Dealing with Triggers in the Workplace
January 23, 2020
According to the National Institute of Mental Health, or NIMH, roughly 2. 1% of the adult population and 2.
According to the National Institute of Mental Health, or NIMH, roughly 2.1% of the adult population and 2.7% of the adolescent population in the United States of America has an eating disorder, whether it’s bulimia nervosa, anorexia nervosa, or binge eating disorder. Of these individuals, over half meet markers for other mental illnesses, such as an anxiety disorder, depressive mood, substance abuse, or other disorders - and when the National Alliance on Mental Illness, or NAMI, reports that approximately 43.8 million adults experience some variance of mental illness, those numbers are believable.
These individuals experience a range of symptoms that they need to work around to maintain a level of normalcy in their lives, and being able to go to work is part of that normalcy. However, not everyone in a working environment can or will be sensitive to the struggles of those around them. When an individual with an eating disorder and/or mental illness performs a task of any kind, stress can put unaccounted pressure on the person to feel a certain way - adding in co-workers who may say the wrong things can throw a person off balance. Even if said individual is in recovery, which is still a sensitive time, these unforeseen situations can have an effect on their mental state.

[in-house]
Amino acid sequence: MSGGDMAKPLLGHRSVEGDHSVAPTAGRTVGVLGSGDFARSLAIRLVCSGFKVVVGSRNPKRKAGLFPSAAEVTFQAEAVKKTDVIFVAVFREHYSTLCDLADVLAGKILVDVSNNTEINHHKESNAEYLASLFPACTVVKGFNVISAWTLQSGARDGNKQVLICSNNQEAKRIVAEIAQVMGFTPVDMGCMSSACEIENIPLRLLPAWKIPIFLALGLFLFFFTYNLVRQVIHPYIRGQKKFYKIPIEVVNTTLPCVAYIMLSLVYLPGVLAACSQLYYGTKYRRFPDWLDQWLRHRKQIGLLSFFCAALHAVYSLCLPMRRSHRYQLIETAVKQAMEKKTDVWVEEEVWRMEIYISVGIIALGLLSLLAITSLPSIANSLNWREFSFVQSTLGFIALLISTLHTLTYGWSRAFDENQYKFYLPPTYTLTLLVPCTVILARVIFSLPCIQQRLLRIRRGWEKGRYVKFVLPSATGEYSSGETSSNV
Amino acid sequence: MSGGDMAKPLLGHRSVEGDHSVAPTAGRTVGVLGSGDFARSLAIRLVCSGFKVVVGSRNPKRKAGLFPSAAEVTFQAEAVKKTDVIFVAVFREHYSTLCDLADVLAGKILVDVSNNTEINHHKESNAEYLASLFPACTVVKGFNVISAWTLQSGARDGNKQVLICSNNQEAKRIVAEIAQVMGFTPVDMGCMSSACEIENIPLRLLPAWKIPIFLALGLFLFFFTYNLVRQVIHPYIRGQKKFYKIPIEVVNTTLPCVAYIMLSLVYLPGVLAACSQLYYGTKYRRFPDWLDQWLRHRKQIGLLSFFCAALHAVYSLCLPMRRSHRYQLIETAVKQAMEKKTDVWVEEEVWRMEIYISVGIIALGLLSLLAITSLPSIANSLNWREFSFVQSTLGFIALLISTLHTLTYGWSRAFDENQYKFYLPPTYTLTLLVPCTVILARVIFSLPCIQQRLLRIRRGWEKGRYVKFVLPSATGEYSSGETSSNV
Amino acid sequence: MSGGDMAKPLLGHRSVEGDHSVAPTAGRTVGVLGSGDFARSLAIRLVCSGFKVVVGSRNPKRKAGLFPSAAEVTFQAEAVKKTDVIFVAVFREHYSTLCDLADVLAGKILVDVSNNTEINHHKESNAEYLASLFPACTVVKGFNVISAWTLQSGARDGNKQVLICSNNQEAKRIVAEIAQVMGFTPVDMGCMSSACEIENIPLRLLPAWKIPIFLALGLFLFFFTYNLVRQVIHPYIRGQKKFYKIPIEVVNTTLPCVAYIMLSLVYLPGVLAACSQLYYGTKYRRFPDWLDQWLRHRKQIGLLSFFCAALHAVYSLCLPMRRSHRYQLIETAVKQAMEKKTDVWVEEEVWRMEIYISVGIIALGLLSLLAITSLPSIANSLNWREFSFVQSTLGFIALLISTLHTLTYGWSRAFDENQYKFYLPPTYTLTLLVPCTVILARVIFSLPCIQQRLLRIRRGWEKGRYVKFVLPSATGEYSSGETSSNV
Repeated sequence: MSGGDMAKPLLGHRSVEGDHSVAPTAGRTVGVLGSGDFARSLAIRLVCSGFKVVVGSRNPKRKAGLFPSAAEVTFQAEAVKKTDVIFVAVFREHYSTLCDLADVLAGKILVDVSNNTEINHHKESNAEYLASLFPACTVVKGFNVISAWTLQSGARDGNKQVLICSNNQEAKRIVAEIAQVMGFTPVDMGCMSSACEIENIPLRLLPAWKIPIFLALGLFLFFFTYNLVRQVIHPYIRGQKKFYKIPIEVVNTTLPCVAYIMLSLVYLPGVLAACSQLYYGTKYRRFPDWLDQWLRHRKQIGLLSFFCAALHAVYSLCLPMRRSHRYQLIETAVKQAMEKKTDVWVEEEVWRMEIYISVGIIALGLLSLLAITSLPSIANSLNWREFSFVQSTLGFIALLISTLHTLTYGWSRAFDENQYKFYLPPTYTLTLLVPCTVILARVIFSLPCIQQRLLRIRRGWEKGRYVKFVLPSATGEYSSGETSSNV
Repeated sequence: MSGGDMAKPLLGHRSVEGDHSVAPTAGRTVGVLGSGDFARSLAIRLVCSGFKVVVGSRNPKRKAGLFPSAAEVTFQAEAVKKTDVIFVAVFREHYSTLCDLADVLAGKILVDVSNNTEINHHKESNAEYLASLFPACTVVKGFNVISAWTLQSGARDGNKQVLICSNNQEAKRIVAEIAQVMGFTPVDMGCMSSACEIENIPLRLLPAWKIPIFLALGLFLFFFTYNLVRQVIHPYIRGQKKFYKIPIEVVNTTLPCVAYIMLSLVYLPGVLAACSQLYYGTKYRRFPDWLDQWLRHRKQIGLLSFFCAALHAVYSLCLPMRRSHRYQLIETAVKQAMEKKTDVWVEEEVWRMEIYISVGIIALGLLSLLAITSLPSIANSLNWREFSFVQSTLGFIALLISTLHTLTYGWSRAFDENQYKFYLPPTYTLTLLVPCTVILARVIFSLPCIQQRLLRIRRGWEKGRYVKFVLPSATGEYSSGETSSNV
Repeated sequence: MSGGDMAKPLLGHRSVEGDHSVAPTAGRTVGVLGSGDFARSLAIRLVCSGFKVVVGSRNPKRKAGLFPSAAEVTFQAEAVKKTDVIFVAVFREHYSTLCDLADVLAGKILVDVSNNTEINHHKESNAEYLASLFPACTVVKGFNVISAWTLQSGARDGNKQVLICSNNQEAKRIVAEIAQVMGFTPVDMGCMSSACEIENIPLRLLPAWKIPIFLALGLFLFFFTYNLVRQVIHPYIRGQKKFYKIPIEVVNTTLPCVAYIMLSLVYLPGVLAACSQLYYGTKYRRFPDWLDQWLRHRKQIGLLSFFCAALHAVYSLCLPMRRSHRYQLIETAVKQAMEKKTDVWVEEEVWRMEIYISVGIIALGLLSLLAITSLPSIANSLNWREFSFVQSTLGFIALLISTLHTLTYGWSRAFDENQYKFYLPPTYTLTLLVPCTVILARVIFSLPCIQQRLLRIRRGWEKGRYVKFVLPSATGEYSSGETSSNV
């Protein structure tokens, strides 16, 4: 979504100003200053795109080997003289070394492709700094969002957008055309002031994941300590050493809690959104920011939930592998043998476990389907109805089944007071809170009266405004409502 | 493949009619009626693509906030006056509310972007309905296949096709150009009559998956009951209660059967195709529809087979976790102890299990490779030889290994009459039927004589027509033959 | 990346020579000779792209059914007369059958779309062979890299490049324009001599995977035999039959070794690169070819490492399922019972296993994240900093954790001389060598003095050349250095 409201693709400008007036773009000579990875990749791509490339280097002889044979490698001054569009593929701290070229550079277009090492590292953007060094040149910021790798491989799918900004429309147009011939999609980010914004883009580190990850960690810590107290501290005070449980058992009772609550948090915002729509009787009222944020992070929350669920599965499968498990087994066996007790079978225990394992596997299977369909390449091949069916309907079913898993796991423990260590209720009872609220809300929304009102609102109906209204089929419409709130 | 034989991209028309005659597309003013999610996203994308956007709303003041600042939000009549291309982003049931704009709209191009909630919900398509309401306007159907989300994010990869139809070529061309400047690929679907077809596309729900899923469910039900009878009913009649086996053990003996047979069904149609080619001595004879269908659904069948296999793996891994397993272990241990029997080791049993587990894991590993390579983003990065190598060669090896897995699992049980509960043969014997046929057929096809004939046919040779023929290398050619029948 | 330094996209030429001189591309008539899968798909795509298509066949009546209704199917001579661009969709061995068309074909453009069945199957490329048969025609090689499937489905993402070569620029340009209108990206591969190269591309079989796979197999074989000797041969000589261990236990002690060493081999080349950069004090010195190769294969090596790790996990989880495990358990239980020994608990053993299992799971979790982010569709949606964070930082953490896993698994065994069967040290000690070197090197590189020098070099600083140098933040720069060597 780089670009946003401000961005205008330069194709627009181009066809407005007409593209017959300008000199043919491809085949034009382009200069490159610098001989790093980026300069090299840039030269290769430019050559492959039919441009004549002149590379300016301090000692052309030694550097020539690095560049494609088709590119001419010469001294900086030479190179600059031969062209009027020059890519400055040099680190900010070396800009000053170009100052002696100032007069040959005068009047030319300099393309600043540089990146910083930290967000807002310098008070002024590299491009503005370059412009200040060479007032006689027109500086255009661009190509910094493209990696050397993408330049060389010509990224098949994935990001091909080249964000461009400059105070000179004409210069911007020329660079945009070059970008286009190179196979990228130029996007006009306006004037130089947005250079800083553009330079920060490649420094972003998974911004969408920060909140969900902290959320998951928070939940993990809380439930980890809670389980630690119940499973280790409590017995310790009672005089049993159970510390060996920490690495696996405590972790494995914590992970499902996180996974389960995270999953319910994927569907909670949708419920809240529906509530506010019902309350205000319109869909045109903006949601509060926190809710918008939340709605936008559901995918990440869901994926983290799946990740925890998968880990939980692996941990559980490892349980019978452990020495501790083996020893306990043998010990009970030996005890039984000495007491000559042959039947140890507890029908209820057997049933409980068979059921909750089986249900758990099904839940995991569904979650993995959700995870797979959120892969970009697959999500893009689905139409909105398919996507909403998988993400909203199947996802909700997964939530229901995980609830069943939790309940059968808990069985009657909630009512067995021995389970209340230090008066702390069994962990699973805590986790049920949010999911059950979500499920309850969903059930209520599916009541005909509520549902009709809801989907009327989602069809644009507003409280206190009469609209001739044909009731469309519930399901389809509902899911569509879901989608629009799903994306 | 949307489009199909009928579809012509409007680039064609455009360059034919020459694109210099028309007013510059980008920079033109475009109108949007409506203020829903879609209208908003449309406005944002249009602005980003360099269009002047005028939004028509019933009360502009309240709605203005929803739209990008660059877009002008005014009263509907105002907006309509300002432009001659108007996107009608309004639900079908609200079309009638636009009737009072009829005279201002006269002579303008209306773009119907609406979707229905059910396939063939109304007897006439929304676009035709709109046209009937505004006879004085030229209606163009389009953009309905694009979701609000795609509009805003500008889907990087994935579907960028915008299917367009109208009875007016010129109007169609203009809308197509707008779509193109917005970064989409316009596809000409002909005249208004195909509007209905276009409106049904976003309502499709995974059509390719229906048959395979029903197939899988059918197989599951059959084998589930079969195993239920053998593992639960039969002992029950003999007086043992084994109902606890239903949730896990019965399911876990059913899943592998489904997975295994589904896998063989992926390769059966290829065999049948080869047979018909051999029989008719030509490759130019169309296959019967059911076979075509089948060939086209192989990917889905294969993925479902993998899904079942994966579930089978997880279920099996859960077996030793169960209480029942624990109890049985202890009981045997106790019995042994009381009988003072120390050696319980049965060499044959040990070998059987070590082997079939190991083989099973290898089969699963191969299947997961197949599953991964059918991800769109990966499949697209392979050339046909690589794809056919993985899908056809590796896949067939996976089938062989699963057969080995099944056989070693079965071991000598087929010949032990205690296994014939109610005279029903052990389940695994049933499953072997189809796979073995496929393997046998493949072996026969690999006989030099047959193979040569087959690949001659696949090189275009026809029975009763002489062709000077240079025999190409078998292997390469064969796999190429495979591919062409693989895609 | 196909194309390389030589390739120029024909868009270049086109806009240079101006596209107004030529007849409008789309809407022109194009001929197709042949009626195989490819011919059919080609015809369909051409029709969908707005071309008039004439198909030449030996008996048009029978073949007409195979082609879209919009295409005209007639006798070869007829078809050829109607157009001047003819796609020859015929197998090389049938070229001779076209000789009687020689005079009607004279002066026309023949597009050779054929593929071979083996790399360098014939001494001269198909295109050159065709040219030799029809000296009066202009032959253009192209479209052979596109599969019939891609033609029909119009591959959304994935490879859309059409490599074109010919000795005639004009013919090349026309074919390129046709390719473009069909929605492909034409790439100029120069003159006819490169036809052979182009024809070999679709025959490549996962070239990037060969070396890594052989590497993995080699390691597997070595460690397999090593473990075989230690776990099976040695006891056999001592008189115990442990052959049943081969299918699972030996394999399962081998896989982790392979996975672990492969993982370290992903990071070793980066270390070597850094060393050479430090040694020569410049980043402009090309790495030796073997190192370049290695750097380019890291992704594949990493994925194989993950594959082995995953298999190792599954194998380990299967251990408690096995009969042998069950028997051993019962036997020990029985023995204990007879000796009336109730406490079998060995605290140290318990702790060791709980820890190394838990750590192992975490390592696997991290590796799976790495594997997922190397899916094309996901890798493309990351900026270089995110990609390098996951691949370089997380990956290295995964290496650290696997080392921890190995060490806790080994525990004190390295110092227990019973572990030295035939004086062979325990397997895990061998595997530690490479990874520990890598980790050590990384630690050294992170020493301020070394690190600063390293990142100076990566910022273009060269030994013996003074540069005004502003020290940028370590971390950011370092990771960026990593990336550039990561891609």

If triggered by the actions or words of a co-worker, here are some steps you can take to come back to a peaceful mind set until you can unload later:
Solidify your Safe Space - A Safe Space in this instance is a space you create, or a memory, in your mind that brings you peace. This image should be strong enough to imagine fully at any moment, and will help to calm yourself down in moments of distress. After a conversation leaves you feeling off, take a moment and bring up the image of your Safe Space and take a few deep breaths. Though the situation may not change, you can feel more at ease before facing your job or your co-worker again.
Create a Homebase - Your homebase can be your cubby, locker, or desk. Within company policy, create an environment that brings you joy. It can be as simple as picture of something or someone important to you, a small succulent plant to keep your space green, or a desk calendar with inspirational quotes. Keep reminders with whatever makes you happy throughout the day.
Pack your favorite meal - Lunch can be a hard meal to eat when you have a full time job. Often times the breaks aren’t long enough, the food available isn’t what you want to eat that day, or you feel uncomfortable trying to eat with everyone or at your desk. It can be a tricky time to get through, especially when there are co-workers who continually make comments about their or others’ bodies or weight. One of the best ways to encourage yourself to eat lunch is to pre-pack your favorite meal. You don’t need a special reason to treat yourself nicely. Make your favorite dinner and bring in leftovers for lunch the next day. Not only did you make yourself a pick-me-up, but now you’ve got a reason to enjoy lunch that day.